Erase or Embrace the Accent?
When I made the “Shit Salvadorans Say” videos, I never once worried while filming that my accent would be so gringo as to be a distraction – but apparently some thought it was.
Initial response to the videos was overwhelmingly positive and I was happy to have made people laugh – but then came the first negative comment about my accent, which, more than hurting my feelings, kind of left me dumbfounded.
“That lady doesn’t even sound like she’s Salvadorian, that’s the funny part,” read the YouTube comment.
I responded that I don’t sound Salvadoran because I’m a gringa. (I refrained from typing “duh” at the end of that response.) I chalked it up to one person obviously having a bad day and taking it out on me, however before I could shake it off and move on, more comments came in.
“Y’all don’t got the accent.”
(At least I “got” good grammar I retorted in my head.)
“I think the gringa was right on the money in what to say, but I can’t get passed the whole gringa accent,” said another.
Nice. A back-handed compliment. And then…
“The accent isn’t there.”
“Lo siento esto es una gringada! Cero Salvadoreño!”
“OMG! I’m Salvadorian and this is NOT how my family or I talk lol what part of El Salvador are you from?”
“She sounds white lol maybe she’s first generation American and didn’t learn Spanish well lol.”
“Sorry y’all sound too gringo.”
Every time I’d get an E-mail notification that a comment had been left, my heart would start to race – will it be a positive comment, (for there were an equal amount of people who loved the videos) – or a negative comment? Will it be more of the same or will they find something even crueler to say that will crush me? I finally decided to disallow comments on those YouTube videos because I started to obsess.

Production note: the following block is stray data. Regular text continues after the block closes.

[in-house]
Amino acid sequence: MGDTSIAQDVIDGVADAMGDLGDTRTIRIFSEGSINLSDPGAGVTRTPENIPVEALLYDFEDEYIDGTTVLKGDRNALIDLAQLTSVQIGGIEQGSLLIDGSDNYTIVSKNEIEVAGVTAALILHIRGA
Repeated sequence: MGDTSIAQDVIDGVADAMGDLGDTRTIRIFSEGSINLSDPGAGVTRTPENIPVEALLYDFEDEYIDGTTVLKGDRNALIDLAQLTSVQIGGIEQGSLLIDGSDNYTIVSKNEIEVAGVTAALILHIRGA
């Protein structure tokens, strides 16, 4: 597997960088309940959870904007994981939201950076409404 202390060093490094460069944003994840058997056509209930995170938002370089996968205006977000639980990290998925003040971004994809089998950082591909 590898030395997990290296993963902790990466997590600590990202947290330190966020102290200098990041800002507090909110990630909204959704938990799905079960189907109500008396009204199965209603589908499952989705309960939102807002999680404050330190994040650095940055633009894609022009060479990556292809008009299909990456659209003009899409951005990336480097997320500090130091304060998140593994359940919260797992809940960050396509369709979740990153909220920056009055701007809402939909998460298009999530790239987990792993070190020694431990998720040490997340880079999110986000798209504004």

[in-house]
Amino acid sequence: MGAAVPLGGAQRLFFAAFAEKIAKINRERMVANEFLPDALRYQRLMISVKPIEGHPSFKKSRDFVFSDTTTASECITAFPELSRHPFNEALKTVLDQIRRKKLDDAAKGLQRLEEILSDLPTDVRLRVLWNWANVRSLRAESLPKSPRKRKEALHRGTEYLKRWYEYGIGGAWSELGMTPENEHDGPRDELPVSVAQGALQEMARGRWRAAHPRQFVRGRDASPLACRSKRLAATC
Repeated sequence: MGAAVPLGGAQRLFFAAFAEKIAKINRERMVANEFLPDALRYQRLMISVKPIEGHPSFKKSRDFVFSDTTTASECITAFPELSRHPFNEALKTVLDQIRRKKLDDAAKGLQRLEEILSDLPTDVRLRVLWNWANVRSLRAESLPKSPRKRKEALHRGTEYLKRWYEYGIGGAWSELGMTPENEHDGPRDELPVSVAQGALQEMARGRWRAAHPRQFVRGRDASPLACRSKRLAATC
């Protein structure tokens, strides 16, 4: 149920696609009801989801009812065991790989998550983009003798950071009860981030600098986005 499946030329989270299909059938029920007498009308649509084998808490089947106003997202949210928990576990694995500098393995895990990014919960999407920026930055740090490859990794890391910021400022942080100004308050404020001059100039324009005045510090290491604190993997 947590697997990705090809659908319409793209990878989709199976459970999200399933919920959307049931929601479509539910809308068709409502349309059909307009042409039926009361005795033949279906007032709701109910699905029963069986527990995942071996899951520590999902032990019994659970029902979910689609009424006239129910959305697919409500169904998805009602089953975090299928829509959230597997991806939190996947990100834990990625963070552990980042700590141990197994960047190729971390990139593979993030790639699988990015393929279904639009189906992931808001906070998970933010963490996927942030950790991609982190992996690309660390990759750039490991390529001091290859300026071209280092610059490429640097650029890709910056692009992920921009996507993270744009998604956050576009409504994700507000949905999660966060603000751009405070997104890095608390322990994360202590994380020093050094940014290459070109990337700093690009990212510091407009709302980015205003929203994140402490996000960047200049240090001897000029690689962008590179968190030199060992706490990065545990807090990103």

Now, YouTube comments are famously horrendous, and I’ve kept that in mind, but I’d be lying if I said it hadn’t made me self-conscious about my accent. I’ve been studying Spanish for twenty years now and I’m still not fluent. I make grammatical mistakes all the time, but my accent is one thing I thought I had conquered.
Although I knew I didn’t sound “Salvadoran” and that I wouldn’t be mistaken for a native speaker of any Latin American country for that matter, I never worried that I sounded “white” or “gringa” — at least not in recent years.
“You told me I don’t have an accent!” I said to Carlos after receiving yet another Youtube comment, and Carlos insisted very sincerely that I don’t. Perhaps he’s blinded by love, but then I think back on all the people over the years who have so enthusiastically complimented my Spanish – did they just mean it was good compared to other gringos?
“Wow! Your Spanish is so good!” I’ve been told in both Spanish and English – but what is “good” Spanish? Does the fact that I can do more than ask where el baño is make me a success?
Do I speak better than the white “abogados” and used car dealers on local Spanish-language channels whose mispronunciations make me cringe? Better than college girls who go to Cancun on Spring break and get drunk while wearing over-sized sombreros? Better than Dora the Explorer or Erik Estrada? What standard have I surpassed exactly?
As I read Roque Dalton poems aloud to Carlos in bed last night, asking him to rate my accent on a scale of one to ten, he asked me why I continue to sweat it. “Your accent is cute,” he said, taking the book from my hands and pulling me to him. I eyed him suspiciously, for “cute” is very different from “fluent” or “beautiful” or even “good.” A puppy chasing its tail is cute. A baby babbling gibberish is cute.
“Your accent is perfect,” he amended, and I noted his accent in English, the one I love so much, the one he makes no attempt to refine but which causes misunderstandings for him at fast food drive-thrus.
In the end, I realize, I have a decision to make. I can continue to try to erase my accent or I can embrace it. I’m not sure yet which way I’ll go.
What is your experience with having an accent? What is your native language? What is your second language? How do native speakers of your second language react to your accent? Do you embrace your accent or try to erase it?